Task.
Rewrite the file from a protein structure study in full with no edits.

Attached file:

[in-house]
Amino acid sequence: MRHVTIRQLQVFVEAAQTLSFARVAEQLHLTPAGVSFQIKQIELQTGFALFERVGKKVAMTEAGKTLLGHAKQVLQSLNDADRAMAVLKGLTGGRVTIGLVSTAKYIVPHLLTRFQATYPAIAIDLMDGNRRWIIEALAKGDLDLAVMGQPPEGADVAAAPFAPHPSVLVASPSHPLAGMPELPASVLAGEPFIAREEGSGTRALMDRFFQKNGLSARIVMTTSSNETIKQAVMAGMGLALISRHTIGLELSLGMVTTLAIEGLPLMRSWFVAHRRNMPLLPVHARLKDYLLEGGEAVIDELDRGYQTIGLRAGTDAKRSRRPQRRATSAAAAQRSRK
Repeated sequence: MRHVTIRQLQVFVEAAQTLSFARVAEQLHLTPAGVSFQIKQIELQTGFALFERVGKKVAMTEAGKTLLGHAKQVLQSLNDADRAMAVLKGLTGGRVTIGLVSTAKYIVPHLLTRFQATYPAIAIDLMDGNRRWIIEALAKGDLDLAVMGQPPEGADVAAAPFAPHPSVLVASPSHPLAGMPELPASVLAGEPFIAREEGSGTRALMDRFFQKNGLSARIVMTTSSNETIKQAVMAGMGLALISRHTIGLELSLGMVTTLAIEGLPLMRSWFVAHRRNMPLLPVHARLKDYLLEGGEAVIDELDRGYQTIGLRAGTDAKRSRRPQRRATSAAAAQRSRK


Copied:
[in-house]
Amino acid sequence: MRHVTIRQLQVFVEAAQTLSFARVAEQLHLTPAGVSFQIKQIELQTGFALFERVGKKVAMTEAGKTLLGHAKQVLQSLNDADRAMAVLKGLTGGRVTIGLVSTAKYIVPHLLTRFQATYPAIAIDLMDGNRRWIIEALAKGDLDLAVMGQPPEGADVAAAPFAPHPSVLVASPSHPLAGMPELPASVLAGEPFIAREEGSGTRALMDRFFQKNGLSARIVMTTSSNETIKQAVMAGMGLALISRHTIGLELSLGMVTTLAIEGLPLMRSWFVAHRRNMPLLPVHARLKDYLLEGGEAVIDELDRGYQTIGLRAGTDAKRSRRPQRRATSAAAAQRSRK
Repeated sequence: MRHVTIRQLQVFVEAAQTLSFARVAEQLHLTPAGVSFQIKQIELQTGFALFERVGKKVAMTEAGKTLLGHAKQVLQSLNDADRAMAVLKGLTGGRVTIGLVSTAKYIVPHLLTRFQATYPAIAIDLMDGNRRWIIEALAKGDLDLAVMGQPPEGADVAAAPFAPHPSVLVASPSHPLAGMPELPASVLAGEPFIAREEGSGTRALMDRFFQKNGLSARIVMTTSSNETIKQAVMAGMGLALISRHTIGLELSLGMVTTLAIEGLPLMRSWFVAHRRNMPLLPVHARLKDYLLEGGEAVIDELDRGYQTIGLRAGTDAKRSRRPQRRATSAAAAQRSRK